By the end of this lesson, students should be able to:
- Develop a Rails API using outside-in, behavior-driven testing.
- Describe the difference between Behavior and Test Driven Development (BDD vs TDD)
- Drive behavior specification with user stories.
- Write automated CRUD request specs with RSpec.
- Drive routing, model, and controller specs using request specs.
- Write model unit specs for associations and validations.
Unit Test: A test written to check for correct behavior of the smallest possible piece of code, most often a function, method, or procedure. Unit tests should not care about or involving integrations such as HTTP requests or Databases, global variables, other units of code, or UI. It should only care about simple input arguments and the expected results.
Feature Test: A test written to check for correct behavior at the level of a feature / module which involve multiple units working correctly, sometimes testing integrations across services, which involve multiple features working together. These features have behavior meeting one or more user stories. Feature testing should not care about UI.
UI Test: A test written to check for correct behavior / presentation of the UI. UI Tests often require one of more features to work correctly.
Non-Functional Test: A test written to check for non-functional aspects of an application, such as performance, scalability, interoperability, reliability etc.
Test Driven Development: Where a test is written to first describe the behavior of a feature or unit, and the test will initially fail as the code to provide the behavior has not been written yet. Then, you implement the code to pass the test, possibly re-factoring the code later for better code style / elegance and re-test.
Behavior Driven Development: The idea that you want to be testing the behavior of the feature, or unit, not the implementation details. If you are testing too close to the implementation, the test will fail when the overall behavior is still correct, because your test is tied too closely to implementation, making changes "under-the-hood" cause the test to fail.
Bug Driven Development: Simply fixing bugs as they come up when running your code. This can fix small issues as they come up, but you have no way of knowing if your fixes really fix all possible behaviors of a unit, feature, or integration and also, your fixes could silently break other piece of code.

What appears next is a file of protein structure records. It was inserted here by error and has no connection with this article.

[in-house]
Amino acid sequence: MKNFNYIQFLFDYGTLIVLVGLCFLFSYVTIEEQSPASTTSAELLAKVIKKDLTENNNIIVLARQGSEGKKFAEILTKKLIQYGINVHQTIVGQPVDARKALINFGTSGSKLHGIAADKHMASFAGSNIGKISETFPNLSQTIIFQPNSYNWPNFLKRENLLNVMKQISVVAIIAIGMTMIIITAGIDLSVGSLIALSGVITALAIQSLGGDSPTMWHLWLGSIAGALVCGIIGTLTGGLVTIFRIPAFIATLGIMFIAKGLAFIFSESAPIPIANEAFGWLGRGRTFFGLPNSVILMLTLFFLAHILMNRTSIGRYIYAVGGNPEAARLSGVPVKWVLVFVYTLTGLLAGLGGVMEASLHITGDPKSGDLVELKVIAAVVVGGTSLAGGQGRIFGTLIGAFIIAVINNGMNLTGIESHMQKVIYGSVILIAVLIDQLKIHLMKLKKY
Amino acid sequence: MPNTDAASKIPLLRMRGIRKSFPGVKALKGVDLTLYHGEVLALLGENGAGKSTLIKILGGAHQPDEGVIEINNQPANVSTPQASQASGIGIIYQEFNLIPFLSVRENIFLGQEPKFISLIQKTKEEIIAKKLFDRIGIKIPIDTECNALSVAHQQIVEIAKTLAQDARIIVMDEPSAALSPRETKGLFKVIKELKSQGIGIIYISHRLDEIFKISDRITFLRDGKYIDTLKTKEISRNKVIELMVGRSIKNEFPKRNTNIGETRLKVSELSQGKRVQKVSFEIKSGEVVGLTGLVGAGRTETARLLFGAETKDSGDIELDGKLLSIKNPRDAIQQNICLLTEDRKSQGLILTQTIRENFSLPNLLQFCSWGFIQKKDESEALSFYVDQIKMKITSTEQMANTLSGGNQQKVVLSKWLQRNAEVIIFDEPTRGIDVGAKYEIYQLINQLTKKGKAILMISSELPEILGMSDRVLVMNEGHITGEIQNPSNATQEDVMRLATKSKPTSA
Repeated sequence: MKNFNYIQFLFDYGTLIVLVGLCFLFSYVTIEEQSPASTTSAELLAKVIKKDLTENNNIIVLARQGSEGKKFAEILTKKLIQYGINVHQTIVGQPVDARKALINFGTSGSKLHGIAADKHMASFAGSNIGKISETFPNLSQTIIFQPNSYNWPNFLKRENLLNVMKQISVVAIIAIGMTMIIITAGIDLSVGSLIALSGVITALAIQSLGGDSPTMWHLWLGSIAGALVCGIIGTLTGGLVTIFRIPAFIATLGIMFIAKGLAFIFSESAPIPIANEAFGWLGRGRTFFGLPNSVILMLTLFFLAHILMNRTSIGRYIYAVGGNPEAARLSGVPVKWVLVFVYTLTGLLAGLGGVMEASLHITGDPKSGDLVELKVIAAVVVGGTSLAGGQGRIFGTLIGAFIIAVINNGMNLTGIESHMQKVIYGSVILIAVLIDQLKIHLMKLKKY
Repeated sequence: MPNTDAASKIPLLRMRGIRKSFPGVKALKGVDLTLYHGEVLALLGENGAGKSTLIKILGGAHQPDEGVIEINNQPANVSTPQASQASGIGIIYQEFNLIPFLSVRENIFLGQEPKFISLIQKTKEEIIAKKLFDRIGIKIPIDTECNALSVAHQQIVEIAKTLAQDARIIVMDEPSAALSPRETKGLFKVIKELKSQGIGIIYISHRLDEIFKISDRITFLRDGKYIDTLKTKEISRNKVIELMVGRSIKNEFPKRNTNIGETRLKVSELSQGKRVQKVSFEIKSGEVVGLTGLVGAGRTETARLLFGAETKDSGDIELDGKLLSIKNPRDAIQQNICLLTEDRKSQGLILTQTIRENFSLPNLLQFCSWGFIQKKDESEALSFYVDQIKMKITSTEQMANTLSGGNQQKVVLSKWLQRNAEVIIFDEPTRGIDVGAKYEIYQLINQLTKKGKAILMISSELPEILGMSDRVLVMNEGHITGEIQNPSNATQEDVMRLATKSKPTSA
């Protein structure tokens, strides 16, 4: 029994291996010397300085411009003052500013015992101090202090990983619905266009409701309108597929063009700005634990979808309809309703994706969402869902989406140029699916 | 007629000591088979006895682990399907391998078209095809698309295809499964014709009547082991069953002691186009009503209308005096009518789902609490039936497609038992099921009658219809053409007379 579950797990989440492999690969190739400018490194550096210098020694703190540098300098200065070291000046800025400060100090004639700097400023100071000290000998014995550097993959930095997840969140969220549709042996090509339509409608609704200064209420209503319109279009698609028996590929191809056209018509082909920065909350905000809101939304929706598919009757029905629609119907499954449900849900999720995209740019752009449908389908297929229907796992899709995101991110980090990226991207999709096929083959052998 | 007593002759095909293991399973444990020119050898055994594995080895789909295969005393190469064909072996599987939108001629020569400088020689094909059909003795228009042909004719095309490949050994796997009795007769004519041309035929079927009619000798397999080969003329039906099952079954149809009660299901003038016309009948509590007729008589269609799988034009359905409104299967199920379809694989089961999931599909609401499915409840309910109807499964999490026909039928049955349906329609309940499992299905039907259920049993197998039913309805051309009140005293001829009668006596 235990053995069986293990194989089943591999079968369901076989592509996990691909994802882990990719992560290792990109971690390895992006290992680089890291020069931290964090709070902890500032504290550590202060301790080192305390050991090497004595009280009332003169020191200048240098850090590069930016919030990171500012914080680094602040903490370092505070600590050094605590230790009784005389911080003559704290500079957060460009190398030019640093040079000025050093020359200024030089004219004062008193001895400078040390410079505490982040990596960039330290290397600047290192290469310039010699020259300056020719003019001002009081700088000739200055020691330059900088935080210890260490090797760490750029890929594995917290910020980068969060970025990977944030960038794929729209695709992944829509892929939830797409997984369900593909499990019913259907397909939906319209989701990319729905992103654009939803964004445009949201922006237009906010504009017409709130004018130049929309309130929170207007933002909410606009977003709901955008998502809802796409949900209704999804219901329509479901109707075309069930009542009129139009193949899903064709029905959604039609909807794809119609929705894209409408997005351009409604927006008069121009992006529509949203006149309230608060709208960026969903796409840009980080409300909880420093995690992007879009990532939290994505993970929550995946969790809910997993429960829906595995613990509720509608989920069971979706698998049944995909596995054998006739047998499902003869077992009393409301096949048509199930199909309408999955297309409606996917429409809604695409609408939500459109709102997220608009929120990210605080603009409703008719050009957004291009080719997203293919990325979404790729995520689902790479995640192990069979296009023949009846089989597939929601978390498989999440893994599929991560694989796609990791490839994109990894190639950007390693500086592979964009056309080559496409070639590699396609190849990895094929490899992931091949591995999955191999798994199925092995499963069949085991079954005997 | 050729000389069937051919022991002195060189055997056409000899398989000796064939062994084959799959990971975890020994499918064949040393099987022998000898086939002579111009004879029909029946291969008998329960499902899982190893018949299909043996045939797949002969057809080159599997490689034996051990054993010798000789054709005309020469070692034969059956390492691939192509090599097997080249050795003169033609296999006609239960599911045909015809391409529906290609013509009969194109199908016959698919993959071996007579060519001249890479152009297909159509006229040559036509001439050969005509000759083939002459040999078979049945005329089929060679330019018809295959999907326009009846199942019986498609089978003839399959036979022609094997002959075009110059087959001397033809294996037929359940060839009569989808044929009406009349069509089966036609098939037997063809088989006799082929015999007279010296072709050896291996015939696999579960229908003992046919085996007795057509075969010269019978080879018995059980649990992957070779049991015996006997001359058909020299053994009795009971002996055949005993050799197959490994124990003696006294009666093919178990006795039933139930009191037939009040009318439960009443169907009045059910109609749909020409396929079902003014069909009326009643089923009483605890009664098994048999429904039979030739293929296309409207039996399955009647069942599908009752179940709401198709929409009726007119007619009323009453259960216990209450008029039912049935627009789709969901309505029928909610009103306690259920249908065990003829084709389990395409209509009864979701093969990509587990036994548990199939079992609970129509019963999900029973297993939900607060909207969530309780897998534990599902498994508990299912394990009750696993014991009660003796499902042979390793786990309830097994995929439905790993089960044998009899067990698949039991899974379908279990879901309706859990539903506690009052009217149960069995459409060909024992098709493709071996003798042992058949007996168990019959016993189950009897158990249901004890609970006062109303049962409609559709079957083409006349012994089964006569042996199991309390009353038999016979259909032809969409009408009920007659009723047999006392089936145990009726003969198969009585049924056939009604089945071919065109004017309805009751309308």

Top-Down Testing: Testing by first passing test for the highest level of organization in the code (modules / features ) and making them pass, often building "stubs" for lower level units that have the correct behavior to pass the test but are not finished implementations of the unit code.
Bottom-Up Testing: Testing by first building units that pass the tests, then combining units into modules / features that then pass the test.
Stub: A small piece of code written to simulate a unit's correct behavior under a narrow subset of that unit's expected inputs. Written to make top-down testing work before a unit can be fully implemented correctly.
Test Coverage: How much of your codebase's behavior that can be tested using tests, usually described using a percentage.
Regression: Changes to your codebase that make previously working units, features / modules, or integrations stop working. When you make changes to your codebase, running tests after every significant change can check if you have an regressions.
Testing Framework: A language-specific framework that provides an easily readable API for writing tests. Sometimes different classes of tests are done using different testing frameworks.
Behavior vs Implementation: Behavior is the high level expectation of how a unit, feature, or integrations works, where the "under-the-hood" code that makes it work does not matter. IE, if it works, it works, an the code itself is a "black box" that simply takes inputs and produces the appropriate output. Implementation is the actual code "under-the-hood" that produces the behavior. Implementation can vary from revision to revision when re-factoring code, but the overall behavior of a unit, feature, or integration should remain the same.
Backfilling: Writing tests for your codebase after you've already written the code. This is less preffered that Test Driven Development because it's more likely your code is disorganized if you didn't write tests first, and also, it can be hard to get nearly-complete test coverage when you've been focusing so much on implementation that it's not clear what behaviors you need to write tests for.
- coming after lesson!
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